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Moving with young Aldabras

SHARK FARMER

New Member
Joined
Oct 5, 2018
Messages
8
Location (City and/or State)
Florida
We are in the process of buying a larger property and will be moving about 30 minutes away from our current location. Today we stopped by to check some things and came across two female gopher tortoises sitting face to face in the middle of one of the pastures. It will be several years before the Aldabras will be out of their enclosure, but any concern with disease transfer from the wild tortoises?IMG_9584.jpgIMG_9585.jpg
 

Tom

The Dog Trainer
10 Year Member!
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Jan 9, 2010
Messages
46,206
Location (City and/or State)
Southern California
Yes. Huge disease potential there. I'd wall off wherever you think the aldabras will eventually end up ASAP and keep the natives out of there for at least a few years before letting the big guys have access to it.
 

Olddog

Well-Known Member
Tortoise Club
Platinum Tortoise Club
Joined
Feb 11, 2018
Messages
147
Location (City and/or State)
Florida
We are in the process of buying a larger property and will be moving about 30 minutes away from our current location. Today we stopped by to check some things and came across two female gopher tortoises sitting face to face in the middle of one of the pastures. It will be several years before the Aldabras will be out of their enclosure, but any concern with disease transfer from the wild tortoises?View attachment 256911View attachment 256912
Mycoplasma related Upper Respiratory Tract Disease in gopher tortoises is a major disease problem in Florida and Georgia. It is thought one of the factors related to the decline in gopher tortoise populations. With the various types of transloctions which have occurred over the years, most populations have likely been exposed. Mycoplasma is very difficult to eliminate and you would not want your tortoises exposed. They also may carry the usual internal parasites you would not like to have shared with your animals. A link follows for additional information. I would not get too excitedd over references to
Cryptosporidium as it is present in soils and likely only a significant problem in animals compromised with other conditions.

A multifaceted approach to evaluating gopher tortoise (Gopherus polyphemus) population health at selected sites in Georgia
JL Gonynor
 

ALDABRAMAN

KEEPER AT HEART
5 Year Member
Joined
Nov 5, 2010
Messages
27,733
Location (City and/or State)
SW Forida
Yes. Huge disease potential there.
~ Exactly, not to mention the laws that protect them. Simply removing them is a crime and the legal way is extremely expensive if even approved!
 

ALDABRAMAN

KEEPER AT HEART
5 Year Member
Joined
Nov 5, 2010
Messages
27,733
Location (City and/or State)
SW Forida
Mycoplasma related Upper Respiratory Tract Disease in gopher tortoises is a major disease problem in Florida and Georgia. It is thought one of the factors related to the decline in gopher tortoise populations.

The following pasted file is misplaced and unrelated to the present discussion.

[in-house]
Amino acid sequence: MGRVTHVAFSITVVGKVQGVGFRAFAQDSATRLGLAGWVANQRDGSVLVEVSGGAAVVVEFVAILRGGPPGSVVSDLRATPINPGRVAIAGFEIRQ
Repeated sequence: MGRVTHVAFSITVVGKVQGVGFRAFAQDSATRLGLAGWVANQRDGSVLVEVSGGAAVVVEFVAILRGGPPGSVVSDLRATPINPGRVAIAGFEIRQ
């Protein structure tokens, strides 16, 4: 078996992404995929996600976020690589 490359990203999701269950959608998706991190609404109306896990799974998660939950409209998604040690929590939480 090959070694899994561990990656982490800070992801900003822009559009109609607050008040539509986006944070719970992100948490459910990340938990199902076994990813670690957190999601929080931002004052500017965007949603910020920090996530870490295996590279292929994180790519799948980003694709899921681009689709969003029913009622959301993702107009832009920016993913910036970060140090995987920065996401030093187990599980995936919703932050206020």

~ Very serious problem.
 

SHARK FARMER

New Member
Joined
Oct 5, 2018
Messages
8
Location (City and/or State)
Florida
Mycoplasma related Upper Respiratory Tract Disease in gopher tortoises is a major disease problem in Florida and Georgia. It is thought one of the factors related to the decline in gopher tortoise populations. With the various types of transloctions which have occurred over the years, most populations have likely been exposed. Mycoplasma is very difficult to eliminate and you would not want your tortoises exposed. They also may carry the usual internal parasites you would not like to have shared with your animals. A link follows for additional information. I would not get too excitedd over references to
Cryptosporidium as it is present in soils and likely only a significant problem in animals compromised with other conditions.

A multifaceted approach to evaluating gopher tortoise (Gopherus polyphemus) population health at selected sites in Georgia
JL Gonynor
Ok great, thanks for the info. I’ve heard several references to the respiratory disease issue with gopher tortoises and the affect relocations have had on its spread. I’ll definitely read up more on it now!
 

SHARK FARMER

New Member
Joined
Oct 5, 2018
Messages
8
Location (City and/or State)
Florida
~ Exactly, not to mention the laws that protect them. Simply removing them is a crime and the legal way is extremely expensive if even approved!
Definitely wouldn’t ever consider removing the any of the Gopherus. We are happy they are there and hope there are more. Just want to make sure our tortoises are protected. Our cleared 10 acres backs up to an uncleared 10 acres, so there’s plenty of room for them.
 

ALDABRAMAN

KEEPER AT HEART
5 Year Member
Joined
Nov 5, 2010
Messages
27,733
Location (City and/or State)
SW Forida
Definitely wouldn’t ever consider removing the any of the Gopherus. We are happy they are there and hope there are more. Just want to make sure our tortoises are protected. Our cleared 10 acres backs up to an uncleared 10 acres, so there’s plenty of room for them.
~ That is great, they are awesome to have near and enjoy.

~ One thing i would consider is what @Tom indicated, have a solid barrier if possible between your aldabra (or any tort's) and the wild gopher population. We have them at our current location with a fence/wooden barrier and never any issues.
 
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